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Int J Obes Relat Metab Disord. 2001 Aug;25(8):1215-24.

Effects of test-meal palatability on compensatory eating following disguised fat and carbohydrate preloads.

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  • 1Laboratory of Experimental Psychology, University of Sussex, Brighton, UK.



To test whether the palatability of a test meal altered compensatory eating following disguised high-energy fat and carbohydrate preloads.


Effects of preload energy (low, 265 kJ, or high, 1510 kJ) and test-meal palatability (bland or palatable) were contrasted within-subjects, with a between-subjects contrast of fat and carbohydrate preloads.


Twenty-four healthy, normal men (age 23.6+/-1.0 y, (body mass index) BMI 21.3+/-0.5).


Microstructural analysis of test meal intake and rated appetite in the four test conditions, plus diary-based weighed intake analysis of energy intake post-lunch.


Subjects ate significantly less at lunch after disguised high-energy fat or carbohydrate preloads relative to the low-energy preload, and ate significantly more of the palatable than bland lunch in all conditions. The reduction in eating following the high-energy preload was significantly less in the palatable condition. Intake post-lunch did not differ between conditions, and overall subjects had higher daily energy intake on the days they consumed the high-energy preloads. Rated hunger was significantly less 30 min after the high- than low-energy preloads, but increased on tasting the palatable food in all conditions. The high-energy preloads suppressed appetite immediately post-lunch. No differences between fat and carbohydrate were found on any measure.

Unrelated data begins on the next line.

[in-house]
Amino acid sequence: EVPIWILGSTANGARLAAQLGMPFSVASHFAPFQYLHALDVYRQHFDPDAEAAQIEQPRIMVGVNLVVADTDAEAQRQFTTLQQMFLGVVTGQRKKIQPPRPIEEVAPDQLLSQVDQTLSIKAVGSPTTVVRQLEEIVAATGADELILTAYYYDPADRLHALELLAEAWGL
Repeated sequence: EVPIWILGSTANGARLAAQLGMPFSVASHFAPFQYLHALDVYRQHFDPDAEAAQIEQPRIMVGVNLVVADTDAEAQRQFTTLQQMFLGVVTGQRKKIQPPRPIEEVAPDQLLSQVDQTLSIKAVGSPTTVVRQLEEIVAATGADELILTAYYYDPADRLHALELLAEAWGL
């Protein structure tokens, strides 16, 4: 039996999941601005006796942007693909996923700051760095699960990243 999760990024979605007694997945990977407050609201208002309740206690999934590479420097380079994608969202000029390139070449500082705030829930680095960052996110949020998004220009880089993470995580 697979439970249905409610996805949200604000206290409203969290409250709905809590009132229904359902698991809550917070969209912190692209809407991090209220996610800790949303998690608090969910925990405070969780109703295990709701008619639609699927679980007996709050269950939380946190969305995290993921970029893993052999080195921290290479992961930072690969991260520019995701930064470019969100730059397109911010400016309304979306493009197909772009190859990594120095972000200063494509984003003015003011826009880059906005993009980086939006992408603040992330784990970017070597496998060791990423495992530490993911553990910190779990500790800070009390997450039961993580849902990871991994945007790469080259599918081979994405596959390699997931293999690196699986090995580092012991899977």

Manipulation of the palatability of a test meal modified the ability to respond to disguised high-energy preloads, with over-consumption most evident when disguised high-energy preloads were followed by a palatable food. Subsequent voluntary intake compensated for over-consumption of the palatable lunch, but not the high-energy preload.

[PubMed - indexed for MEDLINE]
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